It is this same set of moral / British values that is brought to bear in Brown’s social policies affecting England (plus occasionally Wales) only. The implication is that it’s English moral irresponsibility, lack of fairness and idleness that has brought its society to the pass where it needs a stern application of correct British values to set things right. Take the example of the proposed measures to ‘help’ young unmarried mothers:
“It cannot be right, for a girl of sixteen, to get pregnant, be given the keys to a council flat and be left on her own. From now on all 16 and 17 year old parents [in England only] who get support from the taxpayer will be placed in a network of supervised homes. These shared homes will offer not just a roof over their heads, but a new start in life where they learn responsibility and how to raise their children properly. That’s better for them, better for their babies and better for us all in the long run.”
The opening words here, “it cannot be right”, are ambiguous: they imply that it’s morally wrong for 16- and 17-year-old [English] girls to get themselves pregnant, alongside the explicit meaning, which is that it’s ‘unfair’ and ‘irresponsible’ for [English] councils to give such girls a council flat without any other support. There we go again: reckless English teenagers causing social problems and unnecessary expense to the taxpayer through their immoral behaviour; and English councils compounding the problem by throwing money at them without really dealing with the underlying social and behavioural issues. So Brown’s solution: if English girls in such a situation, who are not cared for by their own irresponsible, dysfunctional families, want the support of the British taxpayer, then they’ll be effectively placed in a form of incarceration where they can jolly well learn how to behave and look after their babies ‘properly’.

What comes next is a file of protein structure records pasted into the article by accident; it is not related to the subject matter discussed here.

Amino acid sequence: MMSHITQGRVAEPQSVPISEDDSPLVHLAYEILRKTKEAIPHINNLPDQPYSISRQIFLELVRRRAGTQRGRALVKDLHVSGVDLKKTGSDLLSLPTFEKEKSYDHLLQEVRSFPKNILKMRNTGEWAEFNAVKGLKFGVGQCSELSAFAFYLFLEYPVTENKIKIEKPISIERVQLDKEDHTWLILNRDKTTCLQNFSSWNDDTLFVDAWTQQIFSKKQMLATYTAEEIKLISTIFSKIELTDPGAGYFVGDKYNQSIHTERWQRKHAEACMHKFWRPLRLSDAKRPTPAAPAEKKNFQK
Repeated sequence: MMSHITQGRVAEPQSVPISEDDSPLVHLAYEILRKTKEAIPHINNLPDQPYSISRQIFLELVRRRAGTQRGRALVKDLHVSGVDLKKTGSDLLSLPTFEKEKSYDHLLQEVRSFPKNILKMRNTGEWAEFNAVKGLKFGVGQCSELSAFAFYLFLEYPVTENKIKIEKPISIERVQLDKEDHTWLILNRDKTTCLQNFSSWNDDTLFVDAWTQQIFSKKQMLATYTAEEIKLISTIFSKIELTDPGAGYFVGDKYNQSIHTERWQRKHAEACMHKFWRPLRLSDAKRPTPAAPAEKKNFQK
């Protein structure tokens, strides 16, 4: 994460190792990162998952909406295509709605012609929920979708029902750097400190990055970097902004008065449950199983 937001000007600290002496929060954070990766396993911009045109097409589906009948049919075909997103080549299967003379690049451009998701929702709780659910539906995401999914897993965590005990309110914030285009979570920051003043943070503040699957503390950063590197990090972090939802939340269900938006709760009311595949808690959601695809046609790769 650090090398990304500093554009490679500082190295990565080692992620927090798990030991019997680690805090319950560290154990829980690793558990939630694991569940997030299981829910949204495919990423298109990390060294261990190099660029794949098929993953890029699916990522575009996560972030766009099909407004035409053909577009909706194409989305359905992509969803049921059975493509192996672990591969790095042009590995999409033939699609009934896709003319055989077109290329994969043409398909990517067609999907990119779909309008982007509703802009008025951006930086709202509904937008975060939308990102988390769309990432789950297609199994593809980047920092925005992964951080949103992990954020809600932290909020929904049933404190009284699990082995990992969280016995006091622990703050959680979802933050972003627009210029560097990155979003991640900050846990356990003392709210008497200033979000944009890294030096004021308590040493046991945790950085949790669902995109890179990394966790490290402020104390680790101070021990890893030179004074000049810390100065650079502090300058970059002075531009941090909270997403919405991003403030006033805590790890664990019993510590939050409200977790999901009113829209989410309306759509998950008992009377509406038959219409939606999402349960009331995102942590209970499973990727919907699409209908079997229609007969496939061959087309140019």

The same attitude informs Brown’s announcements on things like tackling the effects of [English] binge drinking, [English and Welsh] anti-social behaviour, and dysfunctional [English] families:
- “We thought that extended hours would make our city centres easier to police and in many areas it has. But it’s not working in some places and so we will give local authorities [in England] the power to ban 24 hour drinking throughout a community in the interests of local people”: clearly, we English drunkards can’t be trusted with ’24-hour drinking’, in contrast to the Scots with their Presbyterian, responsible behaviour around drink.